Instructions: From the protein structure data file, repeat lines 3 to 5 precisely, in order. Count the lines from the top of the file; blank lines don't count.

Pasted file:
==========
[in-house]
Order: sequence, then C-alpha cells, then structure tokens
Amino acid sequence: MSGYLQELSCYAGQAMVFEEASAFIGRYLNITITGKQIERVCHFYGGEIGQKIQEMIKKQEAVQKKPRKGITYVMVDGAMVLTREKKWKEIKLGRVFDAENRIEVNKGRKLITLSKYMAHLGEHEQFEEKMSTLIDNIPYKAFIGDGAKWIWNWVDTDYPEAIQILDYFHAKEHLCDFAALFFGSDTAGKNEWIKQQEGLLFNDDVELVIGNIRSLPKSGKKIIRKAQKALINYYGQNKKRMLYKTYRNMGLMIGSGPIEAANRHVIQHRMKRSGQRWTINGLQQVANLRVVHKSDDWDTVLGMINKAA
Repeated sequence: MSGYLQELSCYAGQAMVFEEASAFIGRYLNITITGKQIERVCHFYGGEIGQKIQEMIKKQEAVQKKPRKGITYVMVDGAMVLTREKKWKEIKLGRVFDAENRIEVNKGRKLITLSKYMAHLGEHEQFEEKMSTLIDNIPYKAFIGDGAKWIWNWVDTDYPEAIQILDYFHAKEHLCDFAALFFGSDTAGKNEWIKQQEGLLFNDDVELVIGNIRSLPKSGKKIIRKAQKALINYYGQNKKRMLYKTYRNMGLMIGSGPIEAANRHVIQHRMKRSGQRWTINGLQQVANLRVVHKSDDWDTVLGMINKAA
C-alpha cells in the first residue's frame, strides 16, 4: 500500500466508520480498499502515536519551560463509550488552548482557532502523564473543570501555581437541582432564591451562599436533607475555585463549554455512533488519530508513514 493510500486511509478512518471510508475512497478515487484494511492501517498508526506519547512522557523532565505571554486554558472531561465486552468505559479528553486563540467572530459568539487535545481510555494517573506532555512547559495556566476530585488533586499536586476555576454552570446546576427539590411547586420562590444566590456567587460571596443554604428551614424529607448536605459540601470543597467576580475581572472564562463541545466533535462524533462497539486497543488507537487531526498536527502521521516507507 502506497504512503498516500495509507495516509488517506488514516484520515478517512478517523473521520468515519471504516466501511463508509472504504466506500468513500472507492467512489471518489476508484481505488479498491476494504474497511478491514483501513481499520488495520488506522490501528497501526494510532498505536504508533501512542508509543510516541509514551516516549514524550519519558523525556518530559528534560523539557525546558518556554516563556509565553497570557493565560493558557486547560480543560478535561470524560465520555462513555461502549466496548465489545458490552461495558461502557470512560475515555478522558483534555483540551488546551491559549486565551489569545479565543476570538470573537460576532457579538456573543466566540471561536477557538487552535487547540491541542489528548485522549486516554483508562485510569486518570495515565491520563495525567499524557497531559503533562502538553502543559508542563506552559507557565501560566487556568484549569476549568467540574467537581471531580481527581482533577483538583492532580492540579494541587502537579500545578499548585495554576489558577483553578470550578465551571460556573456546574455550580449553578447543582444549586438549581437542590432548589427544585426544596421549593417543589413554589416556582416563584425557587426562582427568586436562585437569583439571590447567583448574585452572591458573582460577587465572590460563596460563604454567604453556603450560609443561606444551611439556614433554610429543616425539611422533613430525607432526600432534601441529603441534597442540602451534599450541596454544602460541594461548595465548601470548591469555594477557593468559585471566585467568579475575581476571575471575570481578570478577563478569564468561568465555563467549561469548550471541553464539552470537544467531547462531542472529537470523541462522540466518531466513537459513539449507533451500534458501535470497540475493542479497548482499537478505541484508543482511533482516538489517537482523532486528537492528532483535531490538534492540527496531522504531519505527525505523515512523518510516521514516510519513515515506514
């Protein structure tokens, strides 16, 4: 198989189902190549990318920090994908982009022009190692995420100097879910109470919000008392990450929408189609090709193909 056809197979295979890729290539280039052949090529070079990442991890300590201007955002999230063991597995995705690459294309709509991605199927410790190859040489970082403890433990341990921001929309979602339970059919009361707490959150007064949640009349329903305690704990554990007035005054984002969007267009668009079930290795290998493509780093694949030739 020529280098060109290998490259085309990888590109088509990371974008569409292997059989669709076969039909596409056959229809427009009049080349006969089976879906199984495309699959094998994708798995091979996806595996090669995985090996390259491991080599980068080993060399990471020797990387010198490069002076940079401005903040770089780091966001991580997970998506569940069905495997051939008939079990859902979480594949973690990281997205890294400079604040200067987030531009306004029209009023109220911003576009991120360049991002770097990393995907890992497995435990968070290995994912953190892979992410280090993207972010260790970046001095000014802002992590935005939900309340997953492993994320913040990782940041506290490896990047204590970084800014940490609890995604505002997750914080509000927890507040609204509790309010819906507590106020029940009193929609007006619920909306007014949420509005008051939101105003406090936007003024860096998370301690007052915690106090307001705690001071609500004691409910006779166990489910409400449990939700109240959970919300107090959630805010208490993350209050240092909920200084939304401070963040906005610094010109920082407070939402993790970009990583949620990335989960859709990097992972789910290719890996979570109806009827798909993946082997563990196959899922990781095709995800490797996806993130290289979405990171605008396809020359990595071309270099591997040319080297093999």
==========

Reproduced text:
Amino acid sequence: MSGYLQELSCYAGQAMVFEEASAFIGRYLNITITGKQIERVCHFYGGEIGQKIQEMIKKQEAVQKKPRKGITYVMVDGAMVLTREKKWKEIKLGRVFDAENRIEVNKGRKLITLSKYMAHLGEHEQFEEKMSTLIDNIPYKAFIGDGAKWIWNWVDTDYPEAIQILDYFHAKEHLCDFAALFFGSDTAGKNEWIKQQEGLLFNDDVELVIGNIRSLPKSGKKIIRKAQKALINYYGQNKKRMLYKTYRNMGLMIGSGPIEAANRHVIQHRMKRSGQRWTINGLQQVANLRVVHKSDDWDTVLGMINKAA
Repeated sequence: MSGYLQELSCYAGQAMVFEEASAFIGRYLNITITGKQIERVCHFYGGEIGQKIQEMIKKQEAVQKKPRKGITYVMVDGAMVLTREKKWKEIKLGRVFDAENRIEVNKGRKLITLSKYMAHLGEHEQFEEKMSTLIDNIPYKAFIGDGAKWIWNWVDTDYPEAIQILDYFHAKEHLCDFAALFFGSDTAGKNEWIKQQEGLLFNDDVELVIGNIRSLPKSGKKIIRKAQKALINYYGQNKKRMLYKTYRNMGLMIGSGPIEAANRHVIQHRMKRSGQRWTINGLQQVANLRVVHKSDDWDTVLGMINKAA
C-alpha cells in the first residue's frame, strides 16, 4: 500500500466508520480498499502515536519551560463509550488552548482557532502523564473543570501555581437541582432564591451562599436533607475555585463549554455512533488519530508513514 493510500486511509478512518471510508475512497478515487484494511492501517498508526506519547512522557523532565505571554486554558472531561465486552468505559479528553486563540467572530459568539487535545481510555494517573506532555512547559495556566476530585488533586499536586476555576454552570446546576427539590411547586420562590444566590456567587460571596443554604428551614424529607448536605459540601470543597467576580475581572472564562463541545466533535462524533462497539486497543488507537487531526498536527502521521516507507 502506497504512503498516500495509507495516509488517506488514516484520515478517512478517523473521520468515519471504516466501511463508509472504504466506500468513500472507492467512489471518489476508484481505488479498491476494504474497511478491514483501513481499520488495520488506522490501528497501526494510532498505536504508533501512542508509543510516541509514551516516549514524550519519558523525556518530559528534560523539557525546558518556554516563556509565553497570557493565560493558557486547560480543560478535561470524560465520555462513555461502549466496548465489545458490552461495558461502557470512560475515555478522558483534555483540551488546551491559549486565551489569545479565543476570538470573537460576532457579538456573543466566540471561536477557538487552535487547540491541542489528548485522549486516554483508562485510569486518570495515565491520563495525567499524557497531559503533562502538553502543559508542563506552559507557565501560566487556568484549569476549568467540574467537581471531580481527581482533577483538583492532580492540579494541587502537579500545578499548585495554576489558577483553578470550578465551571460556573456546574455550580449553578447543582444549586438549581437542590432548589427544585426544596421549593417543589413554589416556582416563584425557587426562582427568586436562585437569583439571590447567583448574585452572591458573582460577587465572590460563596460563604454567604453556603450560609443561606444551611439556614433554610429543616425539611422533613430525607432526600432534601441529603441534597442540602451534599450541596454544602460541594461548595465548601470548591469555594477557593468559585471566585467568579475575581476571575471575570481578570478577563478569564468561568465555563467549561469548550471541553464539552470537544467531547462531542472529537470523541462522540466518531466513537459513539449507533451500534458501535470497540475493542479497548482499537478505541484508543482511533482516538489517537482523532486528537492528532483535531490538534492540527496531522504531519505527525505523515512523518510516521514516510519513515515506514